VMCI enabled, added SAS-PCI adapter, DVD connected to your uploaded Omni/ OpenIndiana ISO
- Add a second virtual disk on the second datastore (second physical disk) with the same size like your first systemdisk
- Start VM and install Omni or OpenIndiana + napp-it (the same like on real hardware, see NAS/SAN setup)
setup ESXi autostart to start this VM always the first
- Mirror Omni/OI bootdisk with napp-it menu Disk - Mirror bootdisk
Setup VM-Bios to boot from the second disk first and the first disk (with ESXi on it) at second.
You can the replace/update the ESXi bootdisk without a problem for Omni/OI and remirror Omni/OI afterwards.
- Install VMware tools (you can use the ESXi included tools and start the perl installer)
You can now use the Vmware VMXnet3 network adapter that can improve network performance.
(Some reported problems with VMXnet3, use then E1000g that can also provide several Gbit/s)
For Omni, you need ESXi 5.1 with newest patches, read http://napp-it.org/doc/ESXi-OmniOS Installation HOWTO en.pdf
- Share NAS storage (use SMB for Windows compatible File sharing)
- Share SAN storage (use NFS), share this dataset also per SMB for easy access (snapshots, clone, backup)
- In ESXi settings, add shared NFS storage, connect the NFS SAN share.
- Create new VMs on this NFS datastore
If you reboot ESXi, be aware of some delay until these VM's are booted. (need to wait until the storage VM is up)
but they connect/come up automatically with NFS when you enable autostart for these VM's
Optimal ZFS Pool layout for ESXi datastores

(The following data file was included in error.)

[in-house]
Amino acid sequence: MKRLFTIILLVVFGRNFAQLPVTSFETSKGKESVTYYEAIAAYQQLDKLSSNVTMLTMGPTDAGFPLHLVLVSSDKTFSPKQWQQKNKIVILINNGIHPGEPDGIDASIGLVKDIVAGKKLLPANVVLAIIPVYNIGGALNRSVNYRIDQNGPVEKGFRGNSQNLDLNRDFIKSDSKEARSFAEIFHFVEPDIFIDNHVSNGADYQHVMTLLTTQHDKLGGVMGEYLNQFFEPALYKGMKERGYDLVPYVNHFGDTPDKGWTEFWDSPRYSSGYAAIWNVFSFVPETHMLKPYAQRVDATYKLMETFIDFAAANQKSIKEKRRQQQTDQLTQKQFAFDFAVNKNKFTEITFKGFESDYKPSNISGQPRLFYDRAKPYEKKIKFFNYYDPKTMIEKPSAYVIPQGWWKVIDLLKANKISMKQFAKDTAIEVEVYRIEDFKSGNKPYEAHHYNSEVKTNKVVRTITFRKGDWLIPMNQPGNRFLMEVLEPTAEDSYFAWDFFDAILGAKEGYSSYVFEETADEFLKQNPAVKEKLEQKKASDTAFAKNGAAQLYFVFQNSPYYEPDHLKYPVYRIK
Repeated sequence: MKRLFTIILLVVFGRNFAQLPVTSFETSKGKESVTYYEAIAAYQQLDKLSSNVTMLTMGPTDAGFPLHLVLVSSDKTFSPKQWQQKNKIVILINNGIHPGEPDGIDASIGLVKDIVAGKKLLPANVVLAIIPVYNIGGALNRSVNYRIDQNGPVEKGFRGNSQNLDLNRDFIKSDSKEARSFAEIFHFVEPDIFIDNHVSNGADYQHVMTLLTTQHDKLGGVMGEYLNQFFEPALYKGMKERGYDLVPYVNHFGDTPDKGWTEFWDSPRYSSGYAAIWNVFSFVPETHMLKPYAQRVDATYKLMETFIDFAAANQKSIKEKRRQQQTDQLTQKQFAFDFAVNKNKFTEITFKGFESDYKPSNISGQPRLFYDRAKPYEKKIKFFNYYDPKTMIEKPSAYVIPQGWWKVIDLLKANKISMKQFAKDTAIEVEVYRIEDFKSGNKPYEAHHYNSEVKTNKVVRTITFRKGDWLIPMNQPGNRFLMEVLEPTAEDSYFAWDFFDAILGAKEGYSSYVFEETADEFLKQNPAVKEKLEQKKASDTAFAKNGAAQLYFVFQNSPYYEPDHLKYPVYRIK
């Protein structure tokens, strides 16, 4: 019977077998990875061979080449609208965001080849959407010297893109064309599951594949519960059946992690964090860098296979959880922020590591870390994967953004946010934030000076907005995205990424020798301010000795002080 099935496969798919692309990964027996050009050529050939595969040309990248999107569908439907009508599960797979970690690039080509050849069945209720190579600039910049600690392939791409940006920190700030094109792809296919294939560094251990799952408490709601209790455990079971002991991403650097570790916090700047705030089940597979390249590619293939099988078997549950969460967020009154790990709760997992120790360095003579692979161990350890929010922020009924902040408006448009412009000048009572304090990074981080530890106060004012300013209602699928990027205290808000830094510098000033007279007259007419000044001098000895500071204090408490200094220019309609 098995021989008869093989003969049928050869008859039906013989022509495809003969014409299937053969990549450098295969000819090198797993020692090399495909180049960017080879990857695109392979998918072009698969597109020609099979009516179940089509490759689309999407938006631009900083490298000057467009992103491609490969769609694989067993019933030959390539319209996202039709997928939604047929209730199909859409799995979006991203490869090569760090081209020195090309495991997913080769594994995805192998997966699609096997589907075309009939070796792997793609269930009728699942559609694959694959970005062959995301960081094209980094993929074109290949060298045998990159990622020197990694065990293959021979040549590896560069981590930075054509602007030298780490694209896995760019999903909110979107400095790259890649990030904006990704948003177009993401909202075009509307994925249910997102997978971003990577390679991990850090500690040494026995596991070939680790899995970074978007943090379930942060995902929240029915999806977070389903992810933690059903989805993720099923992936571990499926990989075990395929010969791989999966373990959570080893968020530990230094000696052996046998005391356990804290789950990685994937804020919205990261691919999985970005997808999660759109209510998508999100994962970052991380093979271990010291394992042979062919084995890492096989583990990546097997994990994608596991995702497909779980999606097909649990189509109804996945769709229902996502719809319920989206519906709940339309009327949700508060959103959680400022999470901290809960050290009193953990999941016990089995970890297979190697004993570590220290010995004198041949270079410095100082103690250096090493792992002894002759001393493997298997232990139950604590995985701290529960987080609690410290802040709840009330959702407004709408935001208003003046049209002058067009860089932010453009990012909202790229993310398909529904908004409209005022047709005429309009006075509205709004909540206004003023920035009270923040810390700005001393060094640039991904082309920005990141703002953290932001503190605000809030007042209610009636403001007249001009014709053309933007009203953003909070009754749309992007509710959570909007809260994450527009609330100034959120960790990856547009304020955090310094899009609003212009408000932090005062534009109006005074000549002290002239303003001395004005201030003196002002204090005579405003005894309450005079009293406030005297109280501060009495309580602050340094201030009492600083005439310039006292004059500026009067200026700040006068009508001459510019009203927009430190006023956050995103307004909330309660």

- With several VM's, you have a lot of concurrent small read and writes. For a good performance with such a workload, you need good I/O values. Best is to build a pool from mirrored vdevs (2way mirrors or 3 way mirrors for extra security/performance). Avoid Raid-Z configs. They may have good sequential pereformance but I/O is the same like one disk (all heads must be positioned on every read/write).
- When ESXi writes data to a NFS datastore it requests sync writes for security reasons. The default setting of ZFS is to follow this and to do sync writes only. This is a very secure default setting but can lower performance (compared to normal writes) dramatically. Sometimes regular writes are 100x faster than sync writes where each single write must be done and commited immediatly until the next one can occur. (Very heavy I/O with small data, bad fore every file-system).
You have now two options:
1. Ignore sync write demands (=disable sync property on your NFS shared dataset) with the effect of a dataloss on powerloss.
2. Add an extra ZIL-device to log all sync writes. They can then written to disk sequentially with full speed like normal writes
If you add a ZIL, you must use one with high write values and low latency. Usually SSD's are bad on this. Best are DRAM based ZIL drives
like a ZeusRam or a DDRDrive. Sad to say, they are really expensive. But a good SSD can help a little.
- Add Pools build from ZFS Z1-3 vdevs for backup or if you need a SMB filer.